In the Thomas Wolfe novel, he claims, in part, that “You can’t go back home to your family, back home to your childhood”. While we know that literally, one can go home again, but as I stated in an earlier post, the metaphorical idea holds true…one can never really go home again.
For the past decade I have held inside me a dream to buy back my Grandmothers home. When she passed in 2001, my father & step-mother decided to sell the house. This fact has bothered me since I found out about it. The main reasons for this being that my Grandmother had this house custom-built during a time when women were still not as likely to do such a thing, but she was never a “typical” woman. She worked very hard for everything she got in her life & I have always respected her for that. Sadly, I always held in my heart that she would allow me to live in the home & carry it on in our family once she passed. That was not the case.
I have to make it a point to admit that when my Grandma passed away, I was not there. The easy answer to why is that I wasn’t aware. The more complicated answer is that after so many decades of running into a brick wall with my family & relatives (mostly the relatives), I made the choice (at the wrong time, it turns out) to stop running at the wall, only to slam into it, hurting only myself. (or so I thought)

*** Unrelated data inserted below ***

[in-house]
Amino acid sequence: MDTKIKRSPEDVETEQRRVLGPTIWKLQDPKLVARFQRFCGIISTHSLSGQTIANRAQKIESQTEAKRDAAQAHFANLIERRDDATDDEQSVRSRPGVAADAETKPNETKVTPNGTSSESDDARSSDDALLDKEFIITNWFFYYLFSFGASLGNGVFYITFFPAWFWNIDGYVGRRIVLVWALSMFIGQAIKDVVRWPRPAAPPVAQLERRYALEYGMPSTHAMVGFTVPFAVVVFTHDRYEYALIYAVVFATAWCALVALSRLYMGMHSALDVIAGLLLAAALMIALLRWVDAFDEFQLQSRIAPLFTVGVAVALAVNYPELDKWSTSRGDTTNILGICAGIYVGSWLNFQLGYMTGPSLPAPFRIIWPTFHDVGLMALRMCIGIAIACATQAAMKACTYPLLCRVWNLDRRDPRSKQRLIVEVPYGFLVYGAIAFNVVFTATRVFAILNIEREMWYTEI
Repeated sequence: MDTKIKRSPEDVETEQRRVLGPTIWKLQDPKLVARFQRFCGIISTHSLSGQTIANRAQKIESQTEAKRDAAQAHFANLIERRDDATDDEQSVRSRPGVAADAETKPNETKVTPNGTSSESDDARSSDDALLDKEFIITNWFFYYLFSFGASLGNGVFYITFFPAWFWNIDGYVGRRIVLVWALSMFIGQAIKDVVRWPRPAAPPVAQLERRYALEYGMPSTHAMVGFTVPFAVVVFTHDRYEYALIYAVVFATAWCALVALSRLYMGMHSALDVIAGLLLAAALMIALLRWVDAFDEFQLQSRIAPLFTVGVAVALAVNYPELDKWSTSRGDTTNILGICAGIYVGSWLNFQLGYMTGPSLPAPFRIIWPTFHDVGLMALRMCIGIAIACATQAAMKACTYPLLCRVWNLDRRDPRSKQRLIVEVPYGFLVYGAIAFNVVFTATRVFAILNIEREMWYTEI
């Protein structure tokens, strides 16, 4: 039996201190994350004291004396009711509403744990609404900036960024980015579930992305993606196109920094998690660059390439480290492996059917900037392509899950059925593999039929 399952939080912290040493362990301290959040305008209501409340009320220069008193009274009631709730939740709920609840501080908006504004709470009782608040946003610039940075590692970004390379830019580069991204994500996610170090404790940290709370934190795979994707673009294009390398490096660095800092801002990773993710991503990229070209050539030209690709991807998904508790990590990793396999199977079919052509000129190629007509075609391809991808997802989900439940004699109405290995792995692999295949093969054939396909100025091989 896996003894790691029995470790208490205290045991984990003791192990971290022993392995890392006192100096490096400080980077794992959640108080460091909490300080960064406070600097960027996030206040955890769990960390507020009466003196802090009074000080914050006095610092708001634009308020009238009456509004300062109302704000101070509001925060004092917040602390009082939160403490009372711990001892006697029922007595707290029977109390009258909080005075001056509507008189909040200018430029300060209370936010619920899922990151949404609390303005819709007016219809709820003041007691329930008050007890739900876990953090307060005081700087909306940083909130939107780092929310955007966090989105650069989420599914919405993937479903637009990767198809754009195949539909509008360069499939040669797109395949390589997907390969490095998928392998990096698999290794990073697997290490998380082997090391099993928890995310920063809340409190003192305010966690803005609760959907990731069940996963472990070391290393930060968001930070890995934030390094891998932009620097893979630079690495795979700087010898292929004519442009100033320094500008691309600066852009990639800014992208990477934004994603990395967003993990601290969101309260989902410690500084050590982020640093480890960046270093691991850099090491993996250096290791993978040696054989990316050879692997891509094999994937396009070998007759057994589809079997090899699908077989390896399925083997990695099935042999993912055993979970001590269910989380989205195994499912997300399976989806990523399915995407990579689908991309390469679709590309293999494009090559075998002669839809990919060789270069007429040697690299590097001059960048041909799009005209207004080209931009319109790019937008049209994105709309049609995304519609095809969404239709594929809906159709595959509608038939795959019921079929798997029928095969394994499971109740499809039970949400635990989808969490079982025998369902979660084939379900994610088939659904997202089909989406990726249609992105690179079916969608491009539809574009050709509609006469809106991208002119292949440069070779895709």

Madelyn was diagnosed with Lung Cancer in the fall of 2000 & passed away in April of 2001. Christmas was ALWAYS her favorite time of year. The weeks leading up to Christmas, she was recovering from surgery that removed her lung tumor & half of the lung it had invaded. She was planning a family Christmas party, including her sister (my Great-Aunt) her children & theirs as well. A few days before Christmas, as I was making my daily phone call to see if she needed me to stop by & bring her anything, she mentioned to me that she felt it would be best that I didn’t attend the Christmas party. I can admit now that I immediately saw red. Her reasoning was that she didn’t want any “trouble” this year & with the Belians attending, my presence would cause strife. I don’t think she had any idea how much that statement broke my heart. What did she mean, I shouldn’t come. I was her granddaughter, the child she had a HUGE hand in raising. Her direct bloodline. If anyone should be there, it was my dad & his wife, myself & my brother. Well, they were all there, but not the bad seed. That was my moment. The moment when I said “Enough!” I stopped that day. I stopped trying. I stopped putting myself out there, only to be ridiculed & seen as the person I was when I was young….irresponsible, disrespectful, distant, loud, etc. That is a person I would never outgrow in the eyes of many people I share a bloodline with, some of whom I don’t even really know. It’s amazing how those things can stick with you, but all the good, the growth, the change that you make is just plain invisible. (I did find out later that my Grandmother never told my father that she & I had that conversation, which only made him angrier at me, which in hindsight is understandable (“Same old Jennifer”)